Early or delayed umbilical cord clamping? Experiences and perceptions of nurse-midwives and obstetricians at a regional referral hospital in Tanzania

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Umbilical cord clamping is a crucial step during the third stage of labour that separates the newborn from the placenta. Despite the available evidence that delayed umbilical cord clamping is more beneficial to infants, as well as the existence of 2014 WHO recommendation that the umbilical cord should be clamped between 1 and 3 minutes, its implementation is still low in many countries including Tanzania.


This study describes the experiences and perceptions of nurse-midwives`and obstetricians`about the timing of umbilical cord clamping at a regional referral hospital in Tanzania.


A descriptive qualitative study design that adopted a purposeful sampling strategy to recruit 19 participants was used. Nine semi-structured interviews with six nurse-midwives`and three obstetricians`, as well as one focus group discussion with ten nurse-midwives`were conducted. Thematic analysis guided the analysis of data.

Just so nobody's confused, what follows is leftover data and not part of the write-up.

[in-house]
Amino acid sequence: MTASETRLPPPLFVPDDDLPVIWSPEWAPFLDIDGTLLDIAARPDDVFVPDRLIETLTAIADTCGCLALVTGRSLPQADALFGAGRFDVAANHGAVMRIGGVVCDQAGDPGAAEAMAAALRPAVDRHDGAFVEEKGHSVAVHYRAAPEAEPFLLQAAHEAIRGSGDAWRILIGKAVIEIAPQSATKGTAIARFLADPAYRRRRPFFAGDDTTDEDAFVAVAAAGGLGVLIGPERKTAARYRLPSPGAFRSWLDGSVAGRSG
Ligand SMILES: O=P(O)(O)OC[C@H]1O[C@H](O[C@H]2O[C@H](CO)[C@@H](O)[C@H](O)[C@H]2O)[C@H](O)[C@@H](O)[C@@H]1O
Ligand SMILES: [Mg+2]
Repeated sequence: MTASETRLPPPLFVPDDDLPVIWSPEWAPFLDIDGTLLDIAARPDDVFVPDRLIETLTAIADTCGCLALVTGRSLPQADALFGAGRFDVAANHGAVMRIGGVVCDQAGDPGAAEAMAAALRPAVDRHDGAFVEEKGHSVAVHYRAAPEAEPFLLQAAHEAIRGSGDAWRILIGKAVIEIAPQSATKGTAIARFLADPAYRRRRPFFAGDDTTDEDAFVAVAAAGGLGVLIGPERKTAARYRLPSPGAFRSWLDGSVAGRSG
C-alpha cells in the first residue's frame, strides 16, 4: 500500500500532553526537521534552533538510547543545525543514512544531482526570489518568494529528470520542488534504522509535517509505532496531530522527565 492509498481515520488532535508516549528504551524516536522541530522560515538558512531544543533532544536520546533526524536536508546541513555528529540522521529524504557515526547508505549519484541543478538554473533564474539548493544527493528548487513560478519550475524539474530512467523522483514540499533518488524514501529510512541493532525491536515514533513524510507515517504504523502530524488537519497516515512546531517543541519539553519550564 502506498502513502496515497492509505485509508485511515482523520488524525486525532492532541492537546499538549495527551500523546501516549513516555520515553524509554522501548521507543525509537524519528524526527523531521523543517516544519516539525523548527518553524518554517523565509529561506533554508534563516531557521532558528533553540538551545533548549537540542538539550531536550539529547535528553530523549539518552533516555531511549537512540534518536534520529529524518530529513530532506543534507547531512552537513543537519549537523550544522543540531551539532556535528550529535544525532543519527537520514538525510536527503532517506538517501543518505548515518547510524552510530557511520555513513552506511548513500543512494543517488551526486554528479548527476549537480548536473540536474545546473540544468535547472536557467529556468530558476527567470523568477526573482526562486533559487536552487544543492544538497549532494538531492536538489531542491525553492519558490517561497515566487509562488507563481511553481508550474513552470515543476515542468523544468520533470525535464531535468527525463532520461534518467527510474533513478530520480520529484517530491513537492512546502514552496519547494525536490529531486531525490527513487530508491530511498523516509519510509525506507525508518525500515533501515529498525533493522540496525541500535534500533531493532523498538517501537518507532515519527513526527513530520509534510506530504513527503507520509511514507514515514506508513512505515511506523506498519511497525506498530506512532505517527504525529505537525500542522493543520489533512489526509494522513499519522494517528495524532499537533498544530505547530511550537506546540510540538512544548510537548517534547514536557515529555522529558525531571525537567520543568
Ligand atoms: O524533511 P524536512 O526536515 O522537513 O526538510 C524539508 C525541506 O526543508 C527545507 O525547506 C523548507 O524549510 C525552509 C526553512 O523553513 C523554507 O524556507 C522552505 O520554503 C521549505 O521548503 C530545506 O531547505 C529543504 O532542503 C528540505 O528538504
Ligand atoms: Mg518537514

Three main themes generated from the data, each having 2 to 5 subthemes. 1. Experiences about the timing of umbilical cord clamping. 2. Perceptions about the umbilical cord clamping. 3. Factors influencing the practice of delayed umbilical cord clamping to improve newborn health outcomes.


Although the nurse-midwives`and obstetricians`commonly practiced clamping the umbilical cord immediately after delivery, they understood that delayed cord clamping has a potential benefit of oxygenation to the newborn in the event of the need for resuscitation. To move forward with the good practice in maternal and newborn care, proper pre-service and providers training on matters underlying childbirth is essential to address the gap of knowledge. Delayed cord clamping should be practiced widely to improve the health outcomes of the newborn.

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